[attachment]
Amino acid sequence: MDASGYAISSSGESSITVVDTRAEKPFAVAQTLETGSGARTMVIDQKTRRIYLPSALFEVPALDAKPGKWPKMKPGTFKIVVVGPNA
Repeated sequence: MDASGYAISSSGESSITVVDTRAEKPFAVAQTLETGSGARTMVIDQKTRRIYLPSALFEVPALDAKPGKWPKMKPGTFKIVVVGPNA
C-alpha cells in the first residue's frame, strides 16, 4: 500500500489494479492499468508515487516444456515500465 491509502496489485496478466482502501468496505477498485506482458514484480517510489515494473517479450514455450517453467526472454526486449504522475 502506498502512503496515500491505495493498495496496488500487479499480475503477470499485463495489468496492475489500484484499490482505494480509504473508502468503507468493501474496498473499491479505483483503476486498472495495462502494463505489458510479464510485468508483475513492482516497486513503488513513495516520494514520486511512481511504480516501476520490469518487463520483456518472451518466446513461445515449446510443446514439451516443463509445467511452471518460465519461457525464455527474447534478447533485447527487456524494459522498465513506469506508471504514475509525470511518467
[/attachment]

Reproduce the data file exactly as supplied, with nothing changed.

Amino acid sequence: MDASGYAISSSGESSITVVDTRAEKPFAVAQTLETGSGARTMVIDQKTRRIYLPSALFEVPALDAKPGKWPKMKPGTFKIVVVGPNA
Repeated sequence: MDASGYAISSSGESSITVVDTRAEKPFAVAQTLETGSGARTMVIDQKTRRIYLPSALFEVPALDAKPGKWPKMKPGTFKIVVVGPNA
C-alpha cells in the first residue's frame, strides 16, 4: 500500500489494479492499468508515487516444456515500465 491509502496489485496478466482502501468496505477498485506482458514484480517510489515494473517479450514455450517453467526472454526486449504522475 502506498502512503496515500491505495493498495496496488500487479499480475503477470499485463495489468496492475489500484484499490482505494480509504473508502468503507468493501474496498473499491479505483483503476486498472495495462502494463505489458510479464510485468508483475513492482516497486513503488513513495516520494514520486511512481511504480516501476520490469518487463520483456518472451518466446513461445515449446510443446514439451516443463509445467511452471518460465519461457525464455527474447534478447533485447527487456524494459522498465513506469506508471504514475509525470511518467